Europe’s energy security – caught between short-term needs and long-term goals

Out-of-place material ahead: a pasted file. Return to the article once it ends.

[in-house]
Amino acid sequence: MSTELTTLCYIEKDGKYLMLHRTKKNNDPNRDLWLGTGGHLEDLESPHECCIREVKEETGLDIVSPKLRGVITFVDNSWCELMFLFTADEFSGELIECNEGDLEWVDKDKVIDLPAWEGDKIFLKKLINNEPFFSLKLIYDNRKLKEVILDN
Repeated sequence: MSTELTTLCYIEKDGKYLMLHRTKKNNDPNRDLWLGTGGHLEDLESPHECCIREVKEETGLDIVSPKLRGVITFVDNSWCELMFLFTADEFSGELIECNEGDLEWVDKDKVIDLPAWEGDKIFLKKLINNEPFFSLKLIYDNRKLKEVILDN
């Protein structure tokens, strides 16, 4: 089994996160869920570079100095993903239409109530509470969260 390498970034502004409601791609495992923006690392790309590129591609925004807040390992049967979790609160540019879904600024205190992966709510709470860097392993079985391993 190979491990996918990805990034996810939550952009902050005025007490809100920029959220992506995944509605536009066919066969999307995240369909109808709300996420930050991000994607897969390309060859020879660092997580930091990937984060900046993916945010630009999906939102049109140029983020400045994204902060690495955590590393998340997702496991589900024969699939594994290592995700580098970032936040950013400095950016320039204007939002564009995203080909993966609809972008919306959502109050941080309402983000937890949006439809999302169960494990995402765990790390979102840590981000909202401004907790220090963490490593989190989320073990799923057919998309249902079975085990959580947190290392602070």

The EU faces a crisis over Ukraine, as the main protagonist in the unfolding drama, Russia, is also the EU’s largest source of oil, gas, coal and nuclear fuel imports. It is a serious crisis because it appears to mark the start of Europe and Russia turning away from each other, and not just in political terms. Russia is forging new energy links with China, while EU leaders repeated at their June 2014 summit their call for ‘increased efforts to reduce Europe’s high energy dependency’, meaning in particular its reliance on Russia. Energy security measures in the EU face a special constraint in the degree to which they conflict with the long-term goals of energy decarbonisation and affordability that the EU has set itself for 2020, and is now debating for 2030. If the decarbonisation goal is to be met, the EU cannot decide to rely more on its own resources of high-carbon coal, or to rely less on imports of relatively clean gas. This comment argues that the EU can, and should, address the issues of energy security raised by the Ukraine crisis without jeopardising its goals of decarbonisation and affordability. In short, it should not be panicked into letting energy security worries bend its existing policy framework out of shape.